Diageo plans Gleneagles sale as it seeks to fine tune its business focus
Diageo Plc sold the Gleneagles Hotel, home of the 2014 Ryder Cup, to a group led by private-equity firm Ennismore Capital as it focuses on selling spirits.
The 91-year-old hotel "is not a core business," the London-based distiller said in a statement Wednesday. Financial terms were not disclosed.
"It's a sensible bit of tidying up," said Wyn Ellis, an analyst at Numis Securities. Diageo can reinvest the proceeds from a sale elsewhere, Ellis said, noting that the company's main priorities are returning its U.S. division to growth and reducing excess inventory held by wholesalers.
Gleneagles, a luxury resort and golf venue in the county of Perth, Scotland, was acquired by Diageo in 1984 and has been a target for divestment since 1998, according to "The Times" of London newspaper. In 2001, Diageo rejected an informal £90m (€114m) offer for the property, it said.
Gleneagles has long been part of the top tier of hotels in the UK, especially for large resort style properties.
In addition to last year's Ryder Cup, the hotel is the venue for Diageo's annual Johnnie Walker Championship golf tournament and has hosted political gatherings including the Bilderberg Conference and the G8 summit.
The hotel had operating profit of £2.6m and sales of £43.5m in the 12 months through June 2014.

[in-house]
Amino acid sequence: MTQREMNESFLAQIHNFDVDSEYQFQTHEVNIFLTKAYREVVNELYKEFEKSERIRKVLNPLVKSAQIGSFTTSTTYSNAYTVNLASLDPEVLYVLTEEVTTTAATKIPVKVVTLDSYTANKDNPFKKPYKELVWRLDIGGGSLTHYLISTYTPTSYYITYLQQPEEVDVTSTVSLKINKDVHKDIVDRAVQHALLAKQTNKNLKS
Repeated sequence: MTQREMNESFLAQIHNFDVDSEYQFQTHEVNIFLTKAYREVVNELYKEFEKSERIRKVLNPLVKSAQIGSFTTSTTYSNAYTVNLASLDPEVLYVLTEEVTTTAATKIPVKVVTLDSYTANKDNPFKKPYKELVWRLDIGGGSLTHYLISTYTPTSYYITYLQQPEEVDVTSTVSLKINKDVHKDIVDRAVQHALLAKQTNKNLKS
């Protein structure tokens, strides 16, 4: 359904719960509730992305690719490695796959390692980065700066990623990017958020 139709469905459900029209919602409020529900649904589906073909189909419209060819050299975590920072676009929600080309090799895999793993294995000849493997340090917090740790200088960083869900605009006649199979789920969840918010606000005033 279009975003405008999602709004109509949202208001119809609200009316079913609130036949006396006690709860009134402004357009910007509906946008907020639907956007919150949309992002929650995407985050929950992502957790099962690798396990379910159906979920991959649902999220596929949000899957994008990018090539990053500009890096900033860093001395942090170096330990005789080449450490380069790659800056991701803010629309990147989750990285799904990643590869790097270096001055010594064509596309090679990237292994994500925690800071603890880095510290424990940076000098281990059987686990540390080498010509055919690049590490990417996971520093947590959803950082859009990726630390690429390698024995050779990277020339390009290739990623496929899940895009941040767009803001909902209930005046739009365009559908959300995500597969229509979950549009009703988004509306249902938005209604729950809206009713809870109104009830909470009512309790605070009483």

"Following the success of the Ryder Cup we feel this is an appropriate time to realize value," Diageo chief executive officer Ivan Menezes said in the statement.
Another possible candidate for divestment is the company's wine business. Diageo said this year it has reviewed expressions of interest for the unit, which includes Blossom Hill and Yellow Tail.
"A sale of the wine business is undoubtedly a possibility," Numis's Ellis said. "There's a bit of tidying up left to do in the portfolio."
Elsewhere in Europe, Commerzbank sold €2.9bn of commercial real estate loans to Oaktree Capital and JPMorgan Chase, making headway with its plan to reduce riskier assets.
Germany's second-biggest bank ceded €700m of distressed German debt to Oaktree, a US-based alternative investment firm, the Frankfurt-based lender said in a statement on Wednesday.
It also sold €2.2bn of mixed non-performing and performing loans backed by European assets to a group controlled by JPMorgan and Lone Star Funds. It sold the assets at a 3pc discount, it said.
While the bank expects the sale to reduce earnings by €65m euros in the second quarter and €20m euros in the third quarter, respectively, it will release €105m of capital, bolstering the bank's core capital. German lenders are cutting exposure to riskier assets as they shore up their balance sheets before global rules designed to prevent a rerun of the 2008 financial crisis, known as Basel III, take full effect.
"We are significantly reducing both risk and complexity," said Sascha Klaus, divisional board member for non-core commercial real estate assets.
"In this respect we are taking advantage of market opportunities, in order to achieve best possible results through competitive bidding procedures," Mr Klaus added.
Commerzbank's exposure at default in shipping and commercial real estate stood at 30 billion euros as of March 31, it said in the statement.
The sale of the loan books reduces the volume of non-performing commercial real estate loans by €1.3bn, down from €3bn at the end of March, it said.
Banks across Europe have been deleveraging since the crash. (Bloomberg)